There was only one piece of good news for Argentina on Thursday after the dust settled on a 3-0 thrashing at the hands of rivals Brazil. Paraguay, who were leading 1-0 in their match earlier in the day, surprisingly collapsed and were beaten 4-1 at home by Peru. A Paraguay win, which had been predicted, would have taken Argentina down to seventh in the CONMEBOL World Cup qualification table.
Other than that, though, there is nothing to console Argentina coach Edgardo Bauza. His team was in shambles, and though he is trying to retain a steely “man of destiny” exterior, it is clear that he is a worried man.
Plan A against Brazil worked well enough for 25 minutes. His cautious 4-4-2 formation sought to contain Brazil’s individual talent down the flanks, and provide a platform for Lionel Messi to work his magic. But how to do both things — achieve defensive solidity and get enough players close to Messi to help him generate some danger — proved to be a question Argentina couldn’t answer.
Ultimately — and this was the story of the game — Argentina could not maintain their defensive solidity. Brazil coach Tite loves to have his attacking midfielders float across the front line. And when Philippe Coutinho roamed across to link up with Neymar on the left, it raised a problem which Bauza’s defence was unable to answer. The evidence has been there for some time now that Bauza’s defensive unit is creaking both individually and collectively. They have now conceded seven goals in their last three away games and they could have conceded seven in this game had Brazil been more ruthless in the second half.
Bauza has next to no time to work with his players, and it is difficult to see which way he will turn next. On Tuesday, Argentina host Colombia, who will enjoy launching their counter-attacks against the Argentine defence. Also coming up is a crunch game with Chile and a trip to the extreme altitude of La Paz to face Bolivia. Argentina also have to go to both Uruguay and Ecuador. They will trust that Messi can come up with enough magic to get them over the line, but their qualification for Russia 2018 is by no means a foregone conclusion.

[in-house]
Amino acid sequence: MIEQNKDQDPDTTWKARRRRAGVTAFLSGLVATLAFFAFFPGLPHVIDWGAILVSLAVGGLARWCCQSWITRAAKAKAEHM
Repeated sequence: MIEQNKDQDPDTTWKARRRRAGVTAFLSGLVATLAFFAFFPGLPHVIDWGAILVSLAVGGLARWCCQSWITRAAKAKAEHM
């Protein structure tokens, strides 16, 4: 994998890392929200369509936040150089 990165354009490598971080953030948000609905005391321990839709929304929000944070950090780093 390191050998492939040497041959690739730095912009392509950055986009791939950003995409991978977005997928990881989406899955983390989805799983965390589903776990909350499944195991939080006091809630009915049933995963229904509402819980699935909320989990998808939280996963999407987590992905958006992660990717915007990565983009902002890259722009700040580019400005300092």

As for Tite, things are almost going too well. True, his team had to overcome a tricky start against Argentina. Brazil’s coach said that he thought his opponents had started the game better — and the fact that Fernandinho had picked up a yellow card after just six minutes was undoubtedly a concern.
But Brazil came through it. They found a solution, imposed themselves on the game and ended up winning with astonishing ease. Tite still wants to see how his team reacts to going behind. Can they keep the emotional cool as well as trusting in the game plan? Five consecutive wins is a highly impressive achievement — not since Marcelo Bielsa’s Argentina in 2001 has a team looked so dominant in South America’s World Cup qualifiers. Tite will not need to be reminded of what happened to that side — knocked out of the group phase of the 2002 World Cup.
For the time being, though, there is plenty to celebrate. He has found a formula that allies exciting individual talent with a compact, collective formation. And all of his hunches are paying off. In goal, the inexperience and lack of activity at club level of Alisson has raised a question mark against his inclusion, especially with the form of Diego Alves at Valencia. But just before the Coutinho goal, Alisson prevented Argentina from taking the lead with a flying save from Lucas Biglia’s shot.
Paulinho’s recall was much criticized, but the midfielder’s versatility was of great importance in Brazil’s win, dropping to help with the marking in the first half, driving forward to good effect in the second. Teenager Gabriel Jesus was a real gamble in the centre-forward position. He had been very poor there in the first two games of Brazil’s Olympic campaign and was moved to the left wing. But he scored four goals in Tite’s first four games, his pace worried Argentina all night and he produced a magisterial pass to Neymar for Brazil’s game-clinching second goal.
The team are winning games and winning friends. Everything is going right. Tite is well aware that for them to go right when it matters most, they need to go wrong from time to time. Perhaps a rejuvenated Peru will give his team a stiffer test in Lima on Tuesday night.
Tim Vickery covers South American football for ESPN FC.